PIA12332: Mercury from Nearly Two Million Miles
Target Name: Mercury
Is a satellite of: Sol (our sun)
Mission: MESSENGER
Spacecraft: MESSENGER
Instrument: MDIS - Narrow Angle
Product Size: 500 x 1010 pixels (width x height)
Produced By: Johns Hopkins University/APL
Full-Res TIFF: PIA12332.tif (505.7 kB)
Full-Res JPEG: PIA12332.jpg (7.828 kB)

Click on the image above to download a moderately sized image in JPEG format (possibly reduced in size from original)

Original Caption Released with Image:

These two MDIS images of Mercury were acquired at a distance of nearly two million miles from the Solar System's innermost planet. That is quite a contrast from just 10 days earlier, when the spacecraft passed a mere 140 miles above Mercury's surface during the mission's third Mercury flyby! Taking images of Mercury from such a large distance can still provide valuable data. The top NAC image was taken to support a passive scan of Mercury by the Mercury Laser Altimeter (MLA). A similar scan was conducted after Mercury flyby 1, and more details are provided in that link. In a passive scan, the MLA laser is turned off and the field of view of the instrument's sensors is swept back and forth across a swath of space that includes Mercury. Such a scan provides information about the pointing of MLA with respect to MDIS and other instruments. The bottom WAC image was acquired as part of a large imaging campaign to characterize how the measured brightness of Mercury's surface is controlled by changing lighting conditions; more details about this imaging campaign can be found by visiting this previously released image.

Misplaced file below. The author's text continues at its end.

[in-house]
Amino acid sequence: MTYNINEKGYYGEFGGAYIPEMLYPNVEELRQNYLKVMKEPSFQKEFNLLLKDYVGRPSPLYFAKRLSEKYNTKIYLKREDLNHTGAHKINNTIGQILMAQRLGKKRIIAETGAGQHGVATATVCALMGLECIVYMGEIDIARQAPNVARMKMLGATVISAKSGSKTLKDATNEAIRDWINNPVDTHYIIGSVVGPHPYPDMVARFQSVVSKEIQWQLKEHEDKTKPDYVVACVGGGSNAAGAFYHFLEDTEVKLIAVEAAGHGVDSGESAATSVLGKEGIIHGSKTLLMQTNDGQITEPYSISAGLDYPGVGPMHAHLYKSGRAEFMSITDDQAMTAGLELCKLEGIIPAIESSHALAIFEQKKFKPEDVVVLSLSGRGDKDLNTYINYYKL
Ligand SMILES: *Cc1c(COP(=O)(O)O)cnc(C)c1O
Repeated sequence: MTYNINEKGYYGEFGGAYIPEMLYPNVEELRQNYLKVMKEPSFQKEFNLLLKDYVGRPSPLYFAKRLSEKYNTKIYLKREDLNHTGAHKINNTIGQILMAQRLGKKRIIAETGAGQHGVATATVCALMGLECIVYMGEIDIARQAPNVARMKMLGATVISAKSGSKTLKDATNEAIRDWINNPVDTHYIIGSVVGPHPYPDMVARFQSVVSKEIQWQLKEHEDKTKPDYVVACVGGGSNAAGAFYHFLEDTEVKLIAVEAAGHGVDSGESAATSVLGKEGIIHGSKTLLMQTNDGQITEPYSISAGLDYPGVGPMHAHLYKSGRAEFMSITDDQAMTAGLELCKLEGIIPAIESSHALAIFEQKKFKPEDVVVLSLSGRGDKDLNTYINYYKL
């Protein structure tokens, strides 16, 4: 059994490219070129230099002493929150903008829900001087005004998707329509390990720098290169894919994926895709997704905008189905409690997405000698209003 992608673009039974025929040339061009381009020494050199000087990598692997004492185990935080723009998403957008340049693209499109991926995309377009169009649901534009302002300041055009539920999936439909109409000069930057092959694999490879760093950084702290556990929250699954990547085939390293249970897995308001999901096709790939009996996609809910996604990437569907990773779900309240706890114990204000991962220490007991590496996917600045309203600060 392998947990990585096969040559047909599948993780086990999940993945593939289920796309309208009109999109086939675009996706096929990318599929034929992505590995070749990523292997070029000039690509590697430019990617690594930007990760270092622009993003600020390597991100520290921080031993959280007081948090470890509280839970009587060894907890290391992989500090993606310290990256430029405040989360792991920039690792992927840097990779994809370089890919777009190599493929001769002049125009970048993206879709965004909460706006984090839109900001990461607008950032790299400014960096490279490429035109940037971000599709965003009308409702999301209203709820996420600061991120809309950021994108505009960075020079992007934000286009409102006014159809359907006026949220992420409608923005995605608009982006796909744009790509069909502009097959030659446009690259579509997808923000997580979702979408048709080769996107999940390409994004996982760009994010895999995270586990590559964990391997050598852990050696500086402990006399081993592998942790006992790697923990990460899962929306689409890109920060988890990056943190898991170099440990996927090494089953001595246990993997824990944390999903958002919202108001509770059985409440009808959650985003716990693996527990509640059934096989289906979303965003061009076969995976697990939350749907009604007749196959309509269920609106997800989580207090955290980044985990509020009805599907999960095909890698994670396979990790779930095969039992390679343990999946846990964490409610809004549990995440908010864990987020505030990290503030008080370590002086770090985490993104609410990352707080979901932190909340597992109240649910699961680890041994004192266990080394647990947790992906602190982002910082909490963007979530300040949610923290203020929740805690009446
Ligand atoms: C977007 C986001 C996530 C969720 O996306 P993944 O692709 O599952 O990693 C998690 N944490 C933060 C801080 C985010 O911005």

Date Acquired: October 10, 2009
Image Mission Elapsed Time (MET): 163657779, 163658285
Instrument: Narrow Angle Camera (NAC) and Wide Angle Camera (WAC) of the Mercury Dual Imaging System (MDIS)
Scale: Mercury's diameter is 4880 kilometers (3030 miles)
Spacecraft Altitude: 2,900,000 kilometers (1,800,000 miles)

These images are from MESSENGER, a NASA Discovery mission to conduct the first orbital study of the innermost planet, Mercury. For information regarding the use of images, see the MESSENGER image use policy.

Image Credit:
NASA/Johns Hopkins University Applied Physics Laboratory/Carnegie Institution of Washington

Image Addition Date:
2009-10-27